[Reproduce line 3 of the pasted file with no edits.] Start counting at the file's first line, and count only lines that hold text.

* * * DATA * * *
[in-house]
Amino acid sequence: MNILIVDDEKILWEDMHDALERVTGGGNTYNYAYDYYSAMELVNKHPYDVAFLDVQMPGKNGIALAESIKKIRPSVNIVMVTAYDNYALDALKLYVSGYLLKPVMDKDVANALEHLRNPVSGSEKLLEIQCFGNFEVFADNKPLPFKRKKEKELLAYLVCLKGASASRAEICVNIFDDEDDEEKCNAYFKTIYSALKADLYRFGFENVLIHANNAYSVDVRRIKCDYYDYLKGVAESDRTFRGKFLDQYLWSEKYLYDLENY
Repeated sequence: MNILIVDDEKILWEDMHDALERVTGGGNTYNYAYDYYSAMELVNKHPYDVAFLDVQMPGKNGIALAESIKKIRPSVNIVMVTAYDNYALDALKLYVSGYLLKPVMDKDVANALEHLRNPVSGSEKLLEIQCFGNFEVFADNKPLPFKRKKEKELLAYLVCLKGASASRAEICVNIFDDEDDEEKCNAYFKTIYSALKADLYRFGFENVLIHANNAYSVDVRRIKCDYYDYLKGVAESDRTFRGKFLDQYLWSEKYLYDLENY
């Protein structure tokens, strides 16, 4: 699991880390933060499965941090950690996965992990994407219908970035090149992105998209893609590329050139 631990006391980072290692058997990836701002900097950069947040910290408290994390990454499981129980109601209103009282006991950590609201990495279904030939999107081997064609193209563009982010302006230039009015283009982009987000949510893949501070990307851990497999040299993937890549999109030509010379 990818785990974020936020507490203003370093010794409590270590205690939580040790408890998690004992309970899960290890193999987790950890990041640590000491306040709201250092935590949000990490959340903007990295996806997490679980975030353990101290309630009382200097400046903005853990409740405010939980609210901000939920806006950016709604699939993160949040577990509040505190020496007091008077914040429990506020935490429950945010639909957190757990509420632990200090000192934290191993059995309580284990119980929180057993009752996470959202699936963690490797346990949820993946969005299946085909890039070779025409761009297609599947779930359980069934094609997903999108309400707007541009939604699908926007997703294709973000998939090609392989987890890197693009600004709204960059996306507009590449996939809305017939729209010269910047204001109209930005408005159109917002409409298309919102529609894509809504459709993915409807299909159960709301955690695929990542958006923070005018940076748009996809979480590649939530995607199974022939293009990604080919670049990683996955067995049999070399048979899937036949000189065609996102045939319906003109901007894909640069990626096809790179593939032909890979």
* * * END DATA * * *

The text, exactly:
Repeated sequence: MNILIVDDEKILWEDMHDALERVTGGGNTYNYAYDYYSAMELVNKHPYDVAFLDVQMPGKNGIALAESIKKIRPSVNIVMVTAYDNYALDALKLYVSGYLLKPVMDKDVANALEHLRNPVSGSEKLLEIQCFGNFEVFADNKPLPFKRKKEKELLAYLVCLKGASASRAEICVNIFDDEDDEEKCNAYFKTIYSALKADLYRFGFENVLIHANNAYSVDVRRIKCDYYDYLKGVAESDRTFRGKFLDQYLWSEKYLYDLENY